Mental Health Crisis Training Given to Chicago's First Responders

Mental health crisis intervention training is now being given to Chicago police, fire and Office of Emergency Management and Communication personnel in the wake of several high-profile deadly incidents.

The training, held in a Chicago Fire Department facility in the city’s South Loop, includes crisis simulation scenarios observed by instructors through two-way mirrors. In the scenarios, responders learn how to identify and respond to those with mental health issues.

Chicago Fire Commissioner Jose Santiago stressed the importance of the new training initiative Monday.

“This program will help assure that we understand and address the unique needs of a very important segment of our society—those who suffer from altered mental status,” Santiago said.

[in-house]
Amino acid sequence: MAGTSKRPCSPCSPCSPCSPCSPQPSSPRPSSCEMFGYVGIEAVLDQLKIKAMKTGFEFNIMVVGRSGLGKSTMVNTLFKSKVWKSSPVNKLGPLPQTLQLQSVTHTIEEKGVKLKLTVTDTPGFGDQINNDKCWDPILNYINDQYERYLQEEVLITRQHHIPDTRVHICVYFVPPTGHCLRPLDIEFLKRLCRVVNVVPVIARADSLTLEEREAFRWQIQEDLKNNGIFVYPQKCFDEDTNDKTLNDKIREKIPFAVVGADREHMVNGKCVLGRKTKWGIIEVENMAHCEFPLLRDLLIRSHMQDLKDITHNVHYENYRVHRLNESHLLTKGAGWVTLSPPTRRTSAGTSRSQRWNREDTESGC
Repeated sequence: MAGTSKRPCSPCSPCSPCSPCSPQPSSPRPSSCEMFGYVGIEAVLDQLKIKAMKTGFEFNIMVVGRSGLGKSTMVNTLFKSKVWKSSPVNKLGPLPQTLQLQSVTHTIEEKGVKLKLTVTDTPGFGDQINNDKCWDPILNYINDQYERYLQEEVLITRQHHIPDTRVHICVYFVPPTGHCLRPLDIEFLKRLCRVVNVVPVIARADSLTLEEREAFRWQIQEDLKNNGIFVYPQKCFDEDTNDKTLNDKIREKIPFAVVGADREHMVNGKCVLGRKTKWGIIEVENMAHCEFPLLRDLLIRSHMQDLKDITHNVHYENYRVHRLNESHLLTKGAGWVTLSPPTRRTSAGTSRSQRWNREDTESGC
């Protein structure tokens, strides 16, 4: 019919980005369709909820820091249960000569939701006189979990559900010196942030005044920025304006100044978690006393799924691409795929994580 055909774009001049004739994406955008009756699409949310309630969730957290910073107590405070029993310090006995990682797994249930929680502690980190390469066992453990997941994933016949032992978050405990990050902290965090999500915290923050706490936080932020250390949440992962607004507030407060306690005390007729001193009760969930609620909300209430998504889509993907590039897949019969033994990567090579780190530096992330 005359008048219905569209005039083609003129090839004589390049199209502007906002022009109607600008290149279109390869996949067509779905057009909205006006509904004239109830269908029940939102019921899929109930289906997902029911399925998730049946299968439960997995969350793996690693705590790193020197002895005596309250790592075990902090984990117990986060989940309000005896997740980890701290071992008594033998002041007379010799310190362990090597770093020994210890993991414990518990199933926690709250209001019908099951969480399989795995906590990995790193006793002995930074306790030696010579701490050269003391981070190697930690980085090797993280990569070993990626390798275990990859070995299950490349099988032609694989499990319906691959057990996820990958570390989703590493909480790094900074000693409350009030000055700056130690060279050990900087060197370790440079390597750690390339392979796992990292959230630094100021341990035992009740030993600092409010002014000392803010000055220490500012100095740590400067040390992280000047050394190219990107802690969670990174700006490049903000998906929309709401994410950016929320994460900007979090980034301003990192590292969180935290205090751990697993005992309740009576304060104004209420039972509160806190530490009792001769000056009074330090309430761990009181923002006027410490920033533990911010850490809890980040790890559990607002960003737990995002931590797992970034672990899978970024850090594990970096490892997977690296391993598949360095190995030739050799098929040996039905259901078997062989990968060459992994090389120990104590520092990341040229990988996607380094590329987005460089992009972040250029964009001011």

Leslee Stein-Spencer, of the Chicago Fire Department, echoed that sentiment.

“When the person calls in with a medical emergency, the dispatcher knows what type of questions to ask, what type of information to illicit from the patient, so that information goes out to our team,” Stein-Spencer said.

Ninety percent of 911 operators have received the training, officials say, and 35 percent of police will have taken the eight-hour course by the end of the year.

“The goal for us is to insure we have enough officers in every district trained,” said Chicago police Supt. Eddie Johnson. “So that when a call comes out and they are identified, we have an adequate number of officers who can respond to these patrols.”

Advocate Illinois Masonic’s Dr. Eddie Markul expressed great optimism over the training program.

“I am confident, that in the very near future, we will be seen as a national leader in care for people in crisis,” he said.

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